Destination: REVIEW OF RIDE SAFETY AND ACCESSABILITY AT UNIVERSAL & WALT DISNEY WORLD ORLANDO, FLORIDA
Sponsor: International Association of Amusement Parks & Attractions
Purpose: REVIEW OF RIDE SAFETY AND ACCESSABILITY AT MAJOR AMUSEMENT PARKS
Date: May 31, 2001 (2 days)
Expense: $1,118.48
source

Destination:
Sponsor: News Corporation Ltd
Purpose: INFORMATIONAL TRIP ANALYZING INTELLECTUAL PROPERTY/COPYRIGHT ISSUES
Date: May 29, 2002 (3 days)
Expense: $2,258.00
source


Trips traveled under the office of Anne Northup

Destination: LOUISVILLE, KENTUCKY / LEXINGTON, KENTUCKY
Sponsor: Council for Burley Tobacco and affiliates
Purpose: EDUCATIONAL/INDUSTRY RELATED
Date: Aug 7, 2000 (2 days)
Expense: $552.92
source



* - Trips by all travelers named Brandon Steinmann.


American RadioWorks |
Students in Kentucky taking a Common Core math test. (Photo: Emily Hanford)

Greater Expectations

The United States is in the midst of a huge education reform. The Common Core State Standards are a new set of expectations for what students should learn each year in school. The standards have been adopted by most states, though there's plenty of controversy about them among activists and politicians. Most teachers, however, actually like the standards. This American RadioWorks documentary takes listeners into classrooms to explore how the standards are changing teaching and learning. Teachers say Common Core has the potential to help kids who are behind, as well as those who are ahead. But many teachers have big concerns about the Common Core tests. The new, tougher tests are meant to let the nation know how kids are really doing in school -- but bad scores could get teachers and principals fired.

Recent Posts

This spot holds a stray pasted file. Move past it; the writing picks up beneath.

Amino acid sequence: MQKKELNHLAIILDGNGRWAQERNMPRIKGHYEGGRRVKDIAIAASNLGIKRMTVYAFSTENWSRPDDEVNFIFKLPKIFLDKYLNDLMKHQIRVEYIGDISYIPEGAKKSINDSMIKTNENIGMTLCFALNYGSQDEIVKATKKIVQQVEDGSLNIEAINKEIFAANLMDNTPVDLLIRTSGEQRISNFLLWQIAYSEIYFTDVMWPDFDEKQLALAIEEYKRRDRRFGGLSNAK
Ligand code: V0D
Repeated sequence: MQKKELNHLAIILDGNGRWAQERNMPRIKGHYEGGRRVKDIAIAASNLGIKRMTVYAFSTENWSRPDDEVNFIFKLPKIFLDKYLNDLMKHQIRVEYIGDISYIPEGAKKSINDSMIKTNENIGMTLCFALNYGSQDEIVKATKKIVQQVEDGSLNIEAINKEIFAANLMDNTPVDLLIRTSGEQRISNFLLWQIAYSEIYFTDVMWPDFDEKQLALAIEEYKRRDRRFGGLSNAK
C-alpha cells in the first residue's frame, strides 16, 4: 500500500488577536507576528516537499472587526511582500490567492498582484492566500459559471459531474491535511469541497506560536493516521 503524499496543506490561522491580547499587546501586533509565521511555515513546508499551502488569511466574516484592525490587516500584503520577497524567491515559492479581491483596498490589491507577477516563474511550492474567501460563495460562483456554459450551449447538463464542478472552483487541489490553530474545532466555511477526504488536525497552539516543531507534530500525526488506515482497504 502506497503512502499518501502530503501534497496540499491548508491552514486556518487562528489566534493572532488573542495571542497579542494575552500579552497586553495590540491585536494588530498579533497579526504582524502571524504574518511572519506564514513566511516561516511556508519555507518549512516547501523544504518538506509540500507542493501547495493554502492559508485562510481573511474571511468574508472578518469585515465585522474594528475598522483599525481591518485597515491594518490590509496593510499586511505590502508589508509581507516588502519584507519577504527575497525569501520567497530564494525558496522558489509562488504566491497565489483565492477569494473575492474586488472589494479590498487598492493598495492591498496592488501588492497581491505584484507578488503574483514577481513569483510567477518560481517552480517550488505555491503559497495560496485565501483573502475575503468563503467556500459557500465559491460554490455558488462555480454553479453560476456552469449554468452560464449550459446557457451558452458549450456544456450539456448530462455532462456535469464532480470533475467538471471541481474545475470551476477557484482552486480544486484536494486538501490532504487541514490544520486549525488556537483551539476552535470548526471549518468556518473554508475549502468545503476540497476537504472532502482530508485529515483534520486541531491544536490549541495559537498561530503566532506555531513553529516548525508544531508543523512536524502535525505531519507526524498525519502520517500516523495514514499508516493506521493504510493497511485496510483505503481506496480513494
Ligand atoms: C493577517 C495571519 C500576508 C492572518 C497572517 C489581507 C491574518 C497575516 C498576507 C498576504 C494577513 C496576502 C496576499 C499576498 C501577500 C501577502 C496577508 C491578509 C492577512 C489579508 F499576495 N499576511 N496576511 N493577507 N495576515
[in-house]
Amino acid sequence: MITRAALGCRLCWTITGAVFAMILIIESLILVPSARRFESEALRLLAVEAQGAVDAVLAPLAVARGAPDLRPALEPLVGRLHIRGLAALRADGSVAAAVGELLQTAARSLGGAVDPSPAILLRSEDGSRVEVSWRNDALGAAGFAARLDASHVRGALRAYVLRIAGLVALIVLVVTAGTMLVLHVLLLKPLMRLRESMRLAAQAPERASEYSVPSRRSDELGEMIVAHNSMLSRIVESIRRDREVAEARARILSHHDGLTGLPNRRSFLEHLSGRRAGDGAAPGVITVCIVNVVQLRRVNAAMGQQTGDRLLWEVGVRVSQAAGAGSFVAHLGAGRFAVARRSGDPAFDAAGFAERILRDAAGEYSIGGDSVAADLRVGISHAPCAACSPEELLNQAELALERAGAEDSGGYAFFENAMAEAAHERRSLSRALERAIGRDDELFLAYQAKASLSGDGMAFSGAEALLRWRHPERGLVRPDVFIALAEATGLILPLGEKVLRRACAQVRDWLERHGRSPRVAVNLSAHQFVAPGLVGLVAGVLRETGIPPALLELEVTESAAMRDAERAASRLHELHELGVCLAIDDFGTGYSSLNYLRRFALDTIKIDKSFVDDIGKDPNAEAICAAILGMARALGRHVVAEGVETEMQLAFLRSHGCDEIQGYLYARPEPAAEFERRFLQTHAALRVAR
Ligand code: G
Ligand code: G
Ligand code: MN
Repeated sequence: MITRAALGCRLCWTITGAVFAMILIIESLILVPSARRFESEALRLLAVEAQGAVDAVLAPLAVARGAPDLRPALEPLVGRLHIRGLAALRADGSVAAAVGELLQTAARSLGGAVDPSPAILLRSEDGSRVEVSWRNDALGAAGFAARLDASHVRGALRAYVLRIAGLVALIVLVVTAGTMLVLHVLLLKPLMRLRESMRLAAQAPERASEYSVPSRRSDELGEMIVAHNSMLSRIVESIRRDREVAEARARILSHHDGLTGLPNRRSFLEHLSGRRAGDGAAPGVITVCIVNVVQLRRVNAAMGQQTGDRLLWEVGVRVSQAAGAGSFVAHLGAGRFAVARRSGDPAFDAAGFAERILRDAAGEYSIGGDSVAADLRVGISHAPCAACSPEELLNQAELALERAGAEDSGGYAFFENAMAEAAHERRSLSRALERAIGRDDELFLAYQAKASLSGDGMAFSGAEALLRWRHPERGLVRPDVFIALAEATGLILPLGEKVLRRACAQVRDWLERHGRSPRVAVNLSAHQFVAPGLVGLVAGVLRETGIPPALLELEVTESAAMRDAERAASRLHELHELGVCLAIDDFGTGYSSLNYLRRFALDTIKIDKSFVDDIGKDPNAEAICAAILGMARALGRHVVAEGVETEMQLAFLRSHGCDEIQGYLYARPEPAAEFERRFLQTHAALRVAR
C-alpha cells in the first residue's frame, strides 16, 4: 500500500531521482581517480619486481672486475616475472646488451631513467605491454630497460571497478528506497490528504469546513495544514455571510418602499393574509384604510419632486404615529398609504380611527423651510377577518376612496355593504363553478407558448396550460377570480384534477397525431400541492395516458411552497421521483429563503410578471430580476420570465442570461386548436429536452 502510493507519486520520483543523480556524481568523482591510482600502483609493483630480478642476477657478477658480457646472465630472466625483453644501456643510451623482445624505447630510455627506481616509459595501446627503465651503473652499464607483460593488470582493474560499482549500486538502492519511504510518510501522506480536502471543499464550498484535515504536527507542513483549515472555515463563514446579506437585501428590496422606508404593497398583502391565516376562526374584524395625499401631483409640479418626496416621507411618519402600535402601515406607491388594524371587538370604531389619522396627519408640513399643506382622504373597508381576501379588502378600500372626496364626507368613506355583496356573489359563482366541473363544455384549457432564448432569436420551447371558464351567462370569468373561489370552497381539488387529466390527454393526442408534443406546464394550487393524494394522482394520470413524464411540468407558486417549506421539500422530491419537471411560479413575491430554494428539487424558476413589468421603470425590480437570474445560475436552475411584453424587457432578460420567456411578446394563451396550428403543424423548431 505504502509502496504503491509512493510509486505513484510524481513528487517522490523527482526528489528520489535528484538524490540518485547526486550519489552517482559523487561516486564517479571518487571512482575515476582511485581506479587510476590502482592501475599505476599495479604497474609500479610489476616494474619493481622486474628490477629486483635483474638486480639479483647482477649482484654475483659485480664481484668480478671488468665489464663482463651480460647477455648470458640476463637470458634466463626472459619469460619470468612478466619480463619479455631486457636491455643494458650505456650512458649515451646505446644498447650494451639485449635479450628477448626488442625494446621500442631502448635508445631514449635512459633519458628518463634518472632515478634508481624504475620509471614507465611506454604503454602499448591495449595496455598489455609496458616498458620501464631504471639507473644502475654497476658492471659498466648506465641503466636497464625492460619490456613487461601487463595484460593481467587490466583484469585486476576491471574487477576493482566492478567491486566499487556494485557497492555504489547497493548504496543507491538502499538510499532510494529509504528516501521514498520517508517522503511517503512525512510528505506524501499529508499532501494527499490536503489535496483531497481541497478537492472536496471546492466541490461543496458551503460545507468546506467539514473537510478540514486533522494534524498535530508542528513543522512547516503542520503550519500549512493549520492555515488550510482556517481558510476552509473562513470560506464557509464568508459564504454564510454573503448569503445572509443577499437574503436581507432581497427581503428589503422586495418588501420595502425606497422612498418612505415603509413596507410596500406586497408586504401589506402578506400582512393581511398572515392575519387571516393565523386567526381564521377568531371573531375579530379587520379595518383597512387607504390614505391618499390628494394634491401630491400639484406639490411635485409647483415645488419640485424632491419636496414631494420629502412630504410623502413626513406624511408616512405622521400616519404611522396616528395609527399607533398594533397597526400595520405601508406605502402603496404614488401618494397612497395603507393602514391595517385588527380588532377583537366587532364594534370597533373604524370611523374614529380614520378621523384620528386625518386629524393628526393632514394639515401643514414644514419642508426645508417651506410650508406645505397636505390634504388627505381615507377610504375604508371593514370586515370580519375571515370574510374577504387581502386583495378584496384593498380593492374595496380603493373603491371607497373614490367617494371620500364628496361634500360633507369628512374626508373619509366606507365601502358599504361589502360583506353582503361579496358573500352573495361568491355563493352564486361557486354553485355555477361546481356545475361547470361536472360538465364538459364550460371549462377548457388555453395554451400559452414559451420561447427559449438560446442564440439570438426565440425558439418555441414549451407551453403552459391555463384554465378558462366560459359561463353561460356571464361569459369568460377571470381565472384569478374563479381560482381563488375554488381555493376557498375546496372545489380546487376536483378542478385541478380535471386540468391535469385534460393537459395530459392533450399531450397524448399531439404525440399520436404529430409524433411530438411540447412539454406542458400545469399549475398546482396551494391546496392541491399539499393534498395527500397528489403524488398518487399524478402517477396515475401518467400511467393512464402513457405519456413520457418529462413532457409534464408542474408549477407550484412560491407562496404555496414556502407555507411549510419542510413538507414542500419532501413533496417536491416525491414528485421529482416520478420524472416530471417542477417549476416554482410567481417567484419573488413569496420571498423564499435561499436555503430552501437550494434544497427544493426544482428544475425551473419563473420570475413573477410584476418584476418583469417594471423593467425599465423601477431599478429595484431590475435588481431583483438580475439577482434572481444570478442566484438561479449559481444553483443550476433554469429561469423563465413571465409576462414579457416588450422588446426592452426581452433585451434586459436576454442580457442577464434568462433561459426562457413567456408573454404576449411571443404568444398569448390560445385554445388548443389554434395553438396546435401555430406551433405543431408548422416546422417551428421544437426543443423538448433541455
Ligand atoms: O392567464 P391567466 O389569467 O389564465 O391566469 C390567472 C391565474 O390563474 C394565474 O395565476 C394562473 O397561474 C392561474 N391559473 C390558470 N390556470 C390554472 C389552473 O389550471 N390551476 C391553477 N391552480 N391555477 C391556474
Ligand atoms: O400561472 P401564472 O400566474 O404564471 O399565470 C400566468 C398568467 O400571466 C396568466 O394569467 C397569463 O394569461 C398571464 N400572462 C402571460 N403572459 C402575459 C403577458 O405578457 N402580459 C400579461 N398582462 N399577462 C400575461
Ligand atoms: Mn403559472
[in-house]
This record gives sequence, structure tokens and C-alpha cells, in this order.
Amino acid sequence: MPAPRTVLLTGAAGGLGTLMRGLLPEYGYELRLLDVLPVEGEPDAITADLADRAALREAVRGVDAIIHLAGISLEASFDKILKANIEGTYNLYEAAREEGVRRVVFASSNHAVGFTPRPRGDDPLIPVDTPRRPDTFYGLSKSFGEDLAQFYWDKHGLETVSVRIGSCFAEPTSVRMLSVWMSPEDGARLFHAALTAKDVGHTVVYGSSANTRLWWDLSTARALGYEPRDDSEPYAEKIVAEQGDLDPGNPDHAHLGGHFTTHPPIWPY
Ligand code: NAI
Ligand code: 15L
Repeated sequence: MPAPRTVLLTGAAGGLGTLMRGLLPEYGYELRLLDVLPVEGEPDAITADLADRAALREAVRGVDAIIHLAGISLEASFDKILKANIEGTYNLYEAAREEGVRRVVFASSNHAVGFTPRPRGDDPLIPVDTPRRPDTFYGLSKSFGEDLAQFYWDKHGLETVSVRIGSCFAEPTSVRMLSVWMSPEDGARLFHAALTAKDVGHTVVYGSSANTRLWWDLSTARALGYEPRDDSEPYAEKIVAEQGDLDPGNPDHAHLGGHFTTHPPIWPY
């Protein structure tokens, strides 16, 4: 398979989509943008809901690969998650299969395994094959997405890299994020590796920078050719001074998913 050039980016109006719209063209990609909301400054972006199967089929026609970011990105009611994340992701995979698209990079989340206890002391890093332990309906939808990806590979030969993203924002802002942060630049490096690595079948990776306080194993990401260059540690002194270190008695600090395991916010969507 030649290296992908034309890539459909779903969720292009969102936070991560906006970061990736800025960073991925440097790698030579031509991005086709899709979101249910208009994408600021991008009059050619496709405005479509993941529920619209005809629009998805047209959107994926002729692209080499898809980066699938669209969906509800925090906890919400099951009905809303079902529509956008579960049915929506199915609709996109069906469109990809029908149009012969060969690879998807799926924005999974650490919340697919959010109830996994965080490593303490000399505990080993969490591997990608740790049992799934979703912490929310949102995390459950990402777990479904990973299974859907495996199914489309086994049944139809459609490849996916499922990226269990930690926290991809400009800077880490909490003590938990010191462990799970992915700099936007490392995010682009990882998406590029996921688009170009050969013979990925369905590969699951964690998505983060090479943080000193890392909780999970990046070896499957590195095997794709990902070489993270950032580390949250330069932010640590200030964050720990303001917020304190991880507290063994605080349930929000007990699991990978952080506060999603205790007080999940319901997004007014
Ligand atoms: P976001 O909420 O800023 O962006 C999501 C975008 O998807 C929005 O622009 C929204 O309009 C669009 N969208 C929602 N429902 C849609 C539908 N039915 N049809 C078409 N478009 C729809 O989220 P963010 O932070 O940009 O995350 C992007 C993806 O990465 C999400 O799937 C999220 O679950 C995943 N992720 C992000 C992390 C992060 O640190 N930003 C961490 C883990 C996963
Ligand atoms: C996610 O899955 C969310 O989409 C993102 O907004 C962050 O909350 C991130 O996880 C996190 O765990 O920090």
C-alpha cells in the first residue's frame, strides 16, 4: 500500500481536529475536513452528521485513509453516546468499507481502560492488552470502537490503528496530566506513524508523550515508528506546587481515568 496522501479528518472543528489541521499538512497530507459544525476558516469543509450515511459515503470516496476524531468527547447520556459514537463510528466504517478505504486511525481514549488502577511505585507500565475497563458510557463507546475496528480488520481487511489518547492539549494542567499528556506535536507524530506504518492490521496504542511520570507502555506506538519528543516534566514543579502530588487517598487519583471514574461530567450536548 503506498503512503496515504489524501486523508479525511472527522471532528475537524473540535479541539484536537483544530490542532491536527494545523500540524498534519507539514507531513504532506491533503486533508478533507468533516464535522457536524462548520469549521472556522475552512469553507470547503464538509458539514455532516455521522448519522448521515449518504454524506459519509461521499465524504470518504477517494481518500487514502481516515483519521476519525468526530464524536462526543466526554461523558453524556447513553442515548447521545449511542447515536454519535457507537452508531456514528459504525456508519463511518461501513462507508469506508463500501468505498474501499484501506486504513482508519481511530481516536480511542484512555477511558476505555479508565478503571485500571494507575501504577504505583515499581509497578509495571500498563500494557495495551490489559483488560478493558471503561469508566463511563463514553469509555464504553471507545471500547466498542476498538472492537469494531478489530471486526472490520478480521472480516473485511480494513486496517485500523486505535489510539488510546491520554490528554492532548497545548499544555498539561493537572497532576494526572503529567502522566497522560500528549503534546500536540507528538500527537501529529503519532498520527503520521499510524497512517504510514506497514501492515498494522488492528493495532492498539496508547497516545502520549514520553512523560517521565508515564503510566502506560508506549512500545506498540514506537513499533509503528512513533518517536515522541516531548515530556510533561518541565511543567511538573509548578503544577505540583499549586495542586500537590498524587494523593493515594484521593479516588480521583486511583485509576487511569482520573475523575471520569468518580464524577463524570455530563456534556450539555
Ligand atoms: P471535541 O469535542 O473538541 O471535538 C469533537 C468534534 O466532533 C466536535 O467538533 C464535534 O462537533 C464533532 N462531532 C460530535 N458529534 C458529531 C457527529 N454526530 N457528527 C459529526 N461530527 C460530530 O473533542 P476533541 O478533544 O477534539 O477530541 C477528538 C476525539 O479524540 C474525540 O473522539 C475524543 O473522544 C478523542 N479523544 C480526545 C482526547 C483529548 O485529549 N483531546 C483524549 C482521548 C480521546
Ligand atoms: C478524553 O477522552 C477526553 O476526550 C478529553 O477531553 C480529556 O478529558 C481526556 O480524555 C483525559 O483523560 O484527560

• 09.02.14

    Teachers embrace the Common Core

    Teachers in Reno, Nevada, were skeptical of the Common Core at first. But they have embraced the new standards as a way to bring better education to students who are struggling in school -- and to kids who are ahead.
  • 08.28.14

    A teacher loses faith in the Common Core

    New York teacher Kevin Glynn was once a big fan of the Common Core, but he says the standardized testing that's come along with it is reducing students to test scores and narrowing what gets taught in schools.
  • 08.28.14

    Are you smarter than a Common Core student? Try a Common Core test

    New Common Core tests are supposed to measure students' ability to think critically, analyze information, and cite evidence as well as test their conceptual understanding of mathematics and their ability to apply math to the real world. See how you'd do on a Common Core test.
  • 08.28.14

    Questioning the Common Core tests

    In the United States, education standards come with tests. Most students haven't been tested on the Common Core yet. But in one state where they have, the controversy is so intense that it's threatening to bring down the Common Core altogether.